The compass was also issued encapsulated in a transparent soft plastic pod which darkens with age. The pod is 1.75” (44,24 mm) long x 1.25” (31,75 mm) wide and has a 0.25” (6,35 mm) diameter hole at one end for use with a cord for hanging about the neck etc. This casing also allowed the compass to be safely swallowed in case of capture (without a lanyard of course).
The miniature escape compass
The pill box compass was also produced in sizes under 0.25” (6,35 mm) diameter. Such compasses, which have become extremely rare, were concealed inside pencils, pens, and other mundane objects. The one shown here has a 0.15” (3,7 mm) high case with a slightly protrodung domed-shape glass cover. The arrow in this compass is actually arrow-shaped and has luminous dots on either side. In the dark, one might have seen both dots, but I think it would have been very hard to tell which side was the tip of the arrow. A regular pill box compass is shown for comparison.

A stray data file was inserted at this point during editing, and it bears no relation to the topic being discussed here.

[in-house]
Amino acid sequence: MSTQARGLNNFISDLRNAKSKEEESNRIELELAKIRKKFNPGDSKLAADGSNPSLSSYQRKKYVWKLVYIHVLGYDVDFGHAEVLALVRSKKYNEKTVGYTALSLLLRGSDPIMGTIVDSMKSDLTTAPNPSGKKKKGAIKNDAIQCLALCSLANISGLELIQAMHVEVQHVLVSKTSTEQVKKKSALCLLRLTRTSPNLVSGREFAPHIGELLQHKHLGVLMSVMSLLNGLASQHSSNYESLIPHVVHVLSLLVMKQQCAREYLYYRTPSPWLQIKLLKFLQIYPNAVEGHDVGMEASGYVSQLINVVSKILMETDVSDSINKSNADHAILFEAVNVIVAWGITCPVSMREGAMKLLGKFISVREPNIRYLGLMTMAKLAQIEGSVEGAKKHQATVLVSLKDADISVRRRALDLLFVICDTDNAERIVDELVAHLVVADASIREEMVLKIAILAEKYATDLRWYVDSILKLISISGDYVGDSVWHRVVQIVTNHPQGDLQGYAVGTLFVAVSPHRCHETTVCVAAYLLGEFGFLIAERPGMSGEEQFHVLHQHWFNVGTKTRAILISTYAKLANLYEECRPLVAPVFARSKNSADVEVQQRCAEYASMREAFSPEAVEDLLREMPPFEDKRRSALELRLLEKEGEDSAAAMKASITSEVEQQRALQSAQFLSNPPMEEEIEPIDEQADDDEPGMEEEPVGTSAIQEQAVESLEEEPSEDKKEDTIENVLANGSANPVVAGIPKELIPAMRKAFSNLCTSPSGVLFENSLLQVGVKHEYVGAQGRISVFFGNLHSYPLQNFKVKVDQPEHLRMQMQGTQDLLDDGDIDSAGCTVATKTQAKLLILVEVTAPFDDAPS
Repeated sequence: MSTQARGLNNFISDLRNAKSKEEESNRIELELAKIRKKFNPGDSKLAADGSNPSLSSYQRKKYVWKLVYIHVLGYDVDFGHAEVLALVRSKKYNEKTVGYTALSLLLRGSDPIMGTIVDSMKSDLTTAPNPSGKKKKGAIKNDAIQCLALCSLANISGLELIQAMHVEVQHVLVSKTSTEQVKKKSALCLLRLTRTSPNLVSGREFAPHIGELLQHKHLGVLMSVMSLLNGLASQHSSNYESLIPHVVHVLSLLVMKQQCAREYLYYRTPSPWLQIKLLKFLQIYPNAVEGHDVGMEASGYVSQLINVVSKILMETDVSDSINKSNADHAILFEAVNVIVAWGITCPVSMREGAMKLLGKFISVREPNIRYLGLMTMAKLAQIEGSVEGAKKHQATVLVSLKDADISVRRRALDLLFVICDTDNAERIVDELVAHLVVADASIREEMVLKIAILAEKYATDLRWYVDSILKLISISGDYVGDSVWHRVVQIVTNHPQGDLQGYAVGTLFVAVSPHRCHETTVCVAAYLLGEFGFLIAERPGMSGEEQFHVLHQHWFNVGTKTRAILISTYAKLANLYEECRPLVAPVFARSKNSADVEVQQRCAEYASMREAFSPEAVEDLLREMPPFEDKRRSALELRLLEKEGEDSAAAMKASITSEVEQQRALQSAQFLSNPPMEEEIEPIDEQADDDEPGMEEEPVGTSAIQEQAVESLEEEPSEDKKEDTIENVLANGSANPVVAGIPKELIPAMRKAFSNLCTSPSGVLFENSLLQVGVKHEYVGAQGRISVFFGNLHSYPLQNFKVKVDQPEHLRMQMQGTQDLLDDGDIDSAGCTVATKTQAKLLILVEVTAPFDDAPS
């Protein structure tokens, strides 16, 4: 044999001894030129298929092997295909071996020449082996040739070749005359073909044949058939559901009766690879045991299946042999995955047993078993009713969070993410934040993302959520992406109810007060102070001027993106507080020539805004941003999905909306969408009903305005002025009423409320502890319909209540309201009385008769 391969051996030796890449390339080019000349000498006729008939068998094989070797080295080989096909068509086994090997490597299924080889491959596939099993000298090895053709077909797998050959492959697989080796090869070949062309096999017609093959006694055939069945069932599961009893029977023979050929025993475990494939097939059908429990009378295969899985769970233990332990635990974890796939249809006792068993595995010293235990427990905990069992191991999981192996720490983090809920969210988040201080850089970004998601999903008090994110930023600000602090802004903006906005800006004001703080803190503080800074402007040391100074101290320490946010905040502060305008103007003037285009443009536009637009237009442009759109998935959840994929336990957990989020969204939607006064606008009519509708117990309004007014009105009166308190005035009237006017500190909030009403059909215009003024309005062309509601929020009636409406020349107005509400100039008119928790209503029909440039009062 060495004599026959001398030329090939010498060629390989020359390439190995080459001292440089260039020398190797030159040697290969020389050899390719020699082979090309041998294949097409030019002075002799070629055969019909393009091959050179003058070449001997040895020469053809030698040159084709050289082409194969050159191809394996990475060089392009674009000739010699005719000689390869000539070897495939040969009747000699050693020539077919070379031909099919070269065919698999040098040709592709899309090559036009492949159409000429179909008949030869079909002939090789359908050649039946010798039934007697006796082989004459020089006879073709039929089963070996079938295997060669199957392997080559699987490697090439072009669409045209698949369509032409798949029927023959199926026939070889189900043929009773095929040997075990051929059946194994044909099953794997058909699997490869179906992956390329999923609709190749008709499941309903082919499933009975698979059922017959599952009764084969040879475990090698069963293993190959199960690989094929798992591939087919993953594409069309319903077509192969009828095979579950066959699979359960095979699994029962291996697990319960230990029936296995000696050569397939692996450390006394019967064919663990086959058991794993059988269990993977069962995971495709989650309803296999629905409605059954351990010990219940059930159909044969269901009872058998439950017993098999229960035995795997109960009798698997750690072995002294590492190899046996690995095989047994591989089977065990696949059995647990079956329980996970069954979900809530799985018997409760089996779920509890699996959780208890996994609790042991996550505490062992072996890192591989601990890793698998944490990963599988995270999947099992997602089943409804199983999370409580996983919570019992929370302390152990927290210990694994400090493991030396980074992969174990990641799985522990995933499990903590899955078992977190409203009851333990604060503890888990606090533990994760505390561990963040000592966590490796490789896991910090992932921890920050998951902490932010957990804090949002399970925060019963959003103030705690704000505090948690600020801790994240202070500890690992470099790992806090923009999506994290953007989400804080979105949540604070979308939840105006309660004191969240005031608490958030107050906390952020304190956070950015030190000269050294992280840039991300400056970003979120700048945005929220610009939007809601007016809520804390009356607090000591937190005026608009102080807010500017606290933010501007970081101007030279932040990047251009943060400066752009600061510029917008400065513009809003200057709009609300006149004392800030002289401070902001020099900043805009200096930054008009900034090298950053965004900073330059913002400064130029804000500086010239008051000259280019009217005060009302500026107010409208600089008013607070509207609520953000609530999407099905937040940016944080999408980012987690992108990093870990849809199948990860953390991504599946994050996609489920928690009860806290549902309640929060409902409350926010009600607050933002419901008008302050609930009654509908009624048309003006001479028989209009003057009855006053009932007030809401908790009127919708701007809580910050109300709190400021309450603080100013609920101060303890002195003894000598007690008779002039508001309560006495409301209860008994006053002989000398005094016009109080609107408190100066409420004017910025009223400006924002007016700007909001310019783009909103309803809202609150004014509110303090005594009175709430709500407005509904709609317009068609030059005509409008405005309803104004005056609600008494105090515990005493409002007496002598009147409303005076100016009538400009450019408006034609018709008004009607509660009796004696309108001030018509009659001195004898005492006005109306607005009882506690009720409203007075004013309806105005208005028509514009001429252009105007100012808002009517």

A modification of the pill box-shaped compass
In these compasses, the squarish eight point compass card was replaced by a 0.45” (11,43 mm) diameter circular card. Four holes at 0.12” (3,05 mm) diameter spaced evenly on a 0.28” (7,11 mm) diameter base circle of the card reduced its mass, hence the inertia, allowing the card to come to rest with a minimum of oscillations. You see here three versions. From left to right: one with a bare metal card with two dots of (luminous) paint, one with a blackened card with two dots of (luminous) paint, one with a chromed card with two embossed dots filled with (luminous) paint and a small stripe of red paint. The one with the bare metal card also has a bevelled lense and is a bit higher than the other ones at 0.22” (5,5 mm). Compasses featuring round cards are scarcer than those with the squarish card. Also note that all three versions are unpainted on the outside.
Tunic button escape compasses